A rapidly progressing disease that affects the nerves

In Australia, approximately 800 people are diagnosed with motor neuron disease (MND) every year.

MND is also known as amyotrophic lateral sclerosis (ALS) and Lou Gehrig's disease.

MND attacks the nerve cells that control our muscles, which enable us to move, speak, breathe, swallow and, ultimately, live. This means that, in most cases, a person with MND will die within two to four years of diagnosis.

Worryingly, over the past 30 years, the rate of MND in Australia has increased rapidly. The death toll has risen by 250%.

MND occurs in two forms – genetic and sporadic. Some 10% of patients have the genetic form of the condition, which means a faulty gene is the cause of their MND. Tissue and genetic samples donated by our patients and their families to Macquarie’s Neurodegenerative Disease Biobank have helped to identify some of the genes involved in the disease. Through IVF three babies have been born with these faulty genes removed, which means MND will no longer affect these families.

However, the vast majority of MND cases (90%) are sporadic and have no known cause. Our research suggests environmental factors may play a role and we are actively searching for common links that may lead to a breakthrough.


Muscle weakness is the main symptom of MND. Other symptoms can include:

  • clumsiness and stumbling
  • difficulty swallowing or chewing
  • fatigue
  • muscle aches, cramps and twitching
  • muscle wasting, weight loss.
  • slurred speech.

MND can also cause emotional and psychological changes, as well as changes to memory and reasoning.

When to see a doctor

If you're experiencing any of the above symptoms, or if a family member has MND, visit your doctor.

Researchers still aren't sure what causes MND. Research shows that approximately one in ten cases is inherited. Other findings suggest that certain environmental conditions, such as exposure to toxins, could play a role in triggering the disease.

The symptoms of MND are common in many other health conditions, so a diagnosis can take time. If you're experiencing symptoms, your doctor will refer you to a neurologist. You'll be given a range of tests, including blood tests and muscle-related tests.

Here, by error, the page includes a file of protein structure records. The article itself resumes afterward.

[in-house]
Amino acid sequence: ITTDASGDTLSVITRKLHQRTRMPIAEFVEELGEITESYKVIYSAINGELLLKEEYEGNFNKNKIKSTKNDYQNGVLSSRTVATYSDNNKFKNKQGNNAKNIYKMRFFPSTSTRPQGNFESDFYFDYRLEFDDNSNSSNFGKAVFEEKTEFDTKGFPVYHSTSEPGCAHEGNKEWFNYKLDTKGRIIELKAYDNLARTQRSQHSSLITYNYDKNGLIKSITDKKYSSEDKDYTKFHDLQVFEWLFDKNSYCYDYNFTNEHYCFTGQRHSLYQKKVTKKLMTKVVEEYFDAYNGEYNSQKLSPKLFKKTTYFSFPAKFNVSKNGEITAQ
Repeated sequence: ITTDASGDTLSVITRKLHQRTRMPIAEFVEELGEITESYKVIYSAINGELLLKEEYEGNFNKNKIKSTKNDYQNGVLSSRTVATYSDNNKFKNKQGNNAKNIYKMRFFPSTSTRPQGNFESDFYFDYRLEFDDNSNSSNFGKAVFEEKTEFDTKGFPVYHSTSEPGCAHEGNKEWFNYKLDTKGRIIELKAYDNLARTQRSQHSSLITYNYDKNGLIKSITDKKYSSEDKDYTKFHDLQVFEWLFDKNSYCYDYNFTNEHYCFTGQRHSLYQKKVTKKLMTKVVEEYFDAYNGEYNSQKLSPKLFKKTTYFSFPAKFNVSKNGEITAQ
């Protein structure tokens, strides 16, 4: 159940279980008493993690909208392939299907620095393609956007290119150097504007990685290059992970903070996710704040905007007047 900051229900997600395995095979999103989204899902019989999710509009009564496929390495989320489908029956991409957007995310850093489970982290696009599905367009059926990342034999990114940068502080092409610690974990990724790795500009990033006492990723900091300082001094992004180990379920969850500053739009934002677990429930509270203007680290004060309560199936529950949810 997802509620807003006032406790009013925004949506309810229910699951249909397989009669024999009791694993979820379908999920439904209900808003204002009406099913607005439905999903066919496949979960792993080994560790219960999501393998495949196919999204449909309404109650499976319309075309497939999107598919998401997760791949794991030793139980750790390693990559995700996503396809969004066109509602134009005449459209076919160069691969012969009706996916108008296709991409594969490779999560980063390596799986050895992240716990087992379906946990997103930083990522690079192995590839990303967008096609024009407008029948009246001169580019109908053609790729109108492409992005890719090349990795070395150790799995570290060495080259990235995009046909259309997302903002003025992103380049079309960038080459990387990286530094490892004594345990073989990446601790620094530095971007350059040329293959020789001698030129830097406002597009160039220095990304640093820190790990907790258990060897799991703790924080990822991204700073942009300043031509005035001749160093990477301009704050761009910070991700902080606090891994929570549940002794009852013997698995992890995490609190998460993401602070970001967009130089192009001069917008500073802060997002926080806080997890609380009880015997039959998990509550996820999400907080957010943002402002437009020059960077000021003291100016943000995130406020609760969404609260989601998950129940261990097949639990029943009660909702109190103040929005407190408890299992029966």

Unfortunately, there is no cure for MND. Treatments help to control the most common symptoms, like muscle twitching, cramps and excess saliva.

Common treatments include medication, supportive equipment and care from a multidisciplinary team of health professionals, including specialists and nurses, such as the one at MQ Health.

As the disease progresses, people with MND may need special equipment, such as a ventilator to maintain breathing and improve sleep. At the later stages of the disease, patients may need full-time nursing care.

If you or someone you know is diagnosed with MND, your specialist will develop a personalised treatment plan to help control your symptoms and support your quality of life.

Apart from in the confirmed familial cases (ie the cases caused by genetic defects), the causes of MND are unknown and risk factors are still being researched.

We do know that MND is uncommon in people under 40, and men are more likely to have the disease.

At Macquarie University, we are undertaking world-leading research to understand why MND is on the rise and to develop therapies that extend patients’ lives and ultimately cure them of the disease.

Macquarie has created Australia's largest research centre focused solely on finding the causes of MND and developing therapies to cure it. We have assembled some of the best MND researchers in Australia and from around the world, and we work with other MND researchers in Australia and around the world.

Our research begins in our MND clinic, with researchers partnering with patients to better understand the causes and biological processes underlying the disease. In the laboratory, we are looking for clues and potential targets for developing therapies to slow and stop the disease in its tracks. We all work together in the one facility, on the one topic and with one goal – to stop MND.

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Last updated: 29 Oct 2021